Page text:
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The Effect of Taxes on Male and Female Labor Supply in Sweden


  • N. S. Blomquist
  • U. Hansson-Brusewitz


This paper estimates labor supply functions for married men and women in Sweden using data from 1980, taking account of the complete form of individuals' budget constraints. Both linear and quadratic supply functions are estimated, with and without random preferences. A novel feature is that for women the wage rate and labor supply functions are estimated simultaneously using a full information maximum likelihood method. This method yields substantially larger wage and income elasticities than does the previously used two step methods. Another result is that the quadratic supply function wage elasticities for men and women are virtually the same if the elasticities are evaluated at the same net wage rate and hours of work for men and women. The estimated functions are used to calculate the effect of tax reforms.

Suggested Citation

  • N. S. Blomquist & U. Hansson-Brusewitz, 1990. "The Effect of Taxes on Male and Female Labor Supply in Sweden," Journal of Human Resources, University of Wisconsin Press, vol. 25(3), pages 317-357.
  • Handle: RePEc:uwp:jhriss:v:25:y:1990:i:3:p:317-357

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    References listed on IDEAS

    1. Davidson, Carl & Woodbury, Stephen A, 1993. "The Displacement Effect of Reemployment Bonus Programs," Journal of Labor Economics, University of Chicago Press, vol. 11(4), pages 575-605, October.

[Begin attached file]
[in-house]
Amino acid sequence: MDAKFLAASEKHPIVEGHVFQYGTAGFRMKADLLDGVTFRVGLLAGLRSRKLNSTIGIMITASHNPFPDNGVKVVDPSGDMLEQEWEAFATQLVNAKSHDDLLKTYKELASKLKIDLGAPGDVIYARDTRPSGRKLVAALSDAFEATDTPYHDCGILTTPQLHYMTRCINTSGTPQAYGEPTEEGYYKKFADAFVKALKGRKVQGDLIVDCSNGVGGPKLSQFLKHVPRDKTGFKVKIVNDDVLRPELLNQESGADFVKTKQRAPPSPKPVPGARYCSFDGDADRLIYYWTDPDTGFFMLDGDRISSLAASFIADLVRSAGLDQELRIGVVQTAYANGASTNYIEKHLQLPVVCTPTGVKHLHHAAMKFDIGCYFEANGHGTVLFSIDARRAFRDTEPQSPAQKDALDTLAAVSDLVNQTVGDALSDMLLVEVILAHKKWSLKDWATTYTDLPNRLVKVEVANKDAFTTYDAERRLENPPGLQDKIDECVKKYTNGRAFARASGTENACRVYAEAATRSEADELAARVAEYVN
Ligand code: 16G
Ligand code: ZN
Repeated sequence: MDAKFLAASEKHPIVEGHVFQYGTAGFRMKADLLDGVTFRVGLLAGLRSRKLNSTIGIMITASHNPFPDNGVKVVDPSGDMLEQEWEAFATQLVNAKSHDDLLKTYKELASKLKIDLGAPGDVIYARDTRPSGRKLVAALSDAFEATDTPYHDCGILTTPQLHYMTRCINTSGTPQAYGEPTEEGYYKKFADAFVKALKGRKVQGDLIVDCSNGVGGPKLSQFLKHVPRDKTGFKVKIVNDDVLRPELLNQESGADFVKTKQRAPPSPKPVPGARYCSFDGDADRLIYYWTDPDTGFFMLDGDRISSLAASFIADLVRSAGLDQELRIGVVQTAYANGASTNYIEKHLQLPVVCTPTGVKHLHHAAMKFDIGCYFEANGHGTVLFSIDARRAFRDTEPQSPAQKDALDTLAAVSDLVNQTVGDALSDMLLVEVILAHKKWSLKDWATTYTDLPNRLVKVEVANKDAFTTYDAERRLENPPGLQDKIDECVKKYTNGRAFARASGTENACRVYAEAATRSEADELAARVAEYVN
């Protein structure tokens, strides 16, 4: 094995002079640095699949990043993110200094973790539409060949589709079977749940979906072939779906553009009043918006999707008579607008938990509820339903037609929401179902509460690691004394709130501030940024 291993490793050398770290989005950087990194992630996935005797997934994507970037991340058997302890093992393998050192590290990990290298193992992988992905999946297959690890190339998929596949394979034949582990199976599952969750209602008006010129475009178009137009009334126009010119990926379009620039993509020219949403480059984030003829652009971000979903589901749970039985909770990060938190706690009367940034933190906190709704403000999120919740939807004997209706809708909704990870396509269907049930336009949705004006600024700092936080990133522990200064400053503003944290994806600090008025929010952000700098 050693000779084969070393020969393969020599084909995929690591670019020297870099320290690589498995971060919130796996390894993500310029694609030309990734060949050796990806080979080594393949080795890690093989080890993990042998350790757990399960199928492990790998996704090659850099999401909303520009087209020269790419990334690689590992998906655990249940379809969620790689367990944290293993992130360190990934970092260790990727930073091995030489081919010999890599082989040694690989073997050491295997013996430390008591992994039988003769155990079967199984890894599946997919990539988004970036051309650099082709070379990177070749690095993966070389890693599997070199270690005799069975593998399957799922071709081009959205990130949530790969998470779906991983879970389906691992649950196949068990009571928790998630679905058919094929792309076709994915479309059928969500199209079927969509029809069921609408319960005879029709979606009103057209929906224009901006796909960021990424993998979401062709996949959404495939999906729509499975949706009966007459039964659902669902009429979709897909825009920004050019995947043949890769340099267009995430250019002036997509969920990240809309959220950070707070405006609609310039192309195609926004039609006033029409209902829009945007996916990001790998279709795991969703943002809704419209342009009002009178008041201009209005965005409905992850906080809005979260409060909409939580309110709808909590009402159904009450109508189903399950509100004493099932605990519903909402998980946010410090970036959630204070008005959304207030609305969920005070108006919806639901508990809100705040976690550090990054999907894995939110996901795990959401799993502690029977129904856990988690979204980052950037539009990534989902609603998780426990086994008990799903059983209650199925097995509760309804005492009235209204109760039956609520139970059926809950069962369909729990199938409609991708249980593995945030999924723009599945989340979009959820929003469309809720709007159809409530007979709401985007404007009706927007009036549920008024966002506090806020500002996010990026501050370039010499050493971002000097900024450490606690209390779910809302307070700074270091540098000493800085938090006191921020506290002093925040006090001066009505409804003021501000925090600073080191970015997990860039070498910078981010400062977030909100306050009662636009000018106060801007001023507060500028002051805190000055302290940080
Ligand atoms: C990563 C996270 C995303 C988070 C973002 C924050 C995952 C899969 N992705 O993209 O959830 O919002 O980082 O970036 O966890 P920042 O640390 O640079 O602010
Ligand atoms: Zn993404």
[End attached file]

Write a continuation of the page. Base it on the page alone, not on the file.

2. Woodbury, Stephen A & Spiegelman, Robert G, 1987. "Bonuses to Workers and Employers to Reduce Unemployment: Randomized Trials in Illinois," American Economic Review, American Economic Association, vol. 77(4), pages 513-530, September.
    3. Paul T. Decker & Christopher J. L'Leary, 1995. "Evaluating Pooled Evidence from the Reemployment Bonus Experiments," Journal of Human Resources, University of Wisconsin Press, vol. 30(3), pages 534-550.
    4. Christopher J. O'Leary & Robert G. Spiegelman & Kenneth J. Kline, 1995. "Do bonus offers shorten unemployment insurance spells? results from the washington experiment," Journal of Policy Analysis and Management, John Wiley & Sons, Ltd., vol. 14(2), pages 245-269.
    5. Walter Corson & Paul T. Decker & Shari Miller Dunstan & Anne R. Gordon, "undated". "The New Jersey Unemployment Insurance Reemployment Demonstration Project: Final Evaluation Report," Mathematica Policy Research Reports a1188b0b75ad4085ab98457be, Mathematica Policy Research.
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    8. Robert B. Olsen & Marisa Kelso & Paul T. Decker & Daniel H. Klepinger, 2002. "Predicting the Exhaustion of Unemployment Compensation," Mathematica Policy Research Reports d0a9027f813a4bc397fce1190, Mathematica Policy Research.
    9. Bruce D. Meyer, 1995. "Lessons from the U.S. Unemployment Insurance Experiments," Journal of Economic Literature, American Economic Association, vol. 33(1), pages 91-131, March.
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    11. Paul T. Decker, "undated". "Work Incentives and Disincentives," Mathematica Policy Research Reports e09c4ee64359405c8a52e13c4, Mathematica Policy Research.
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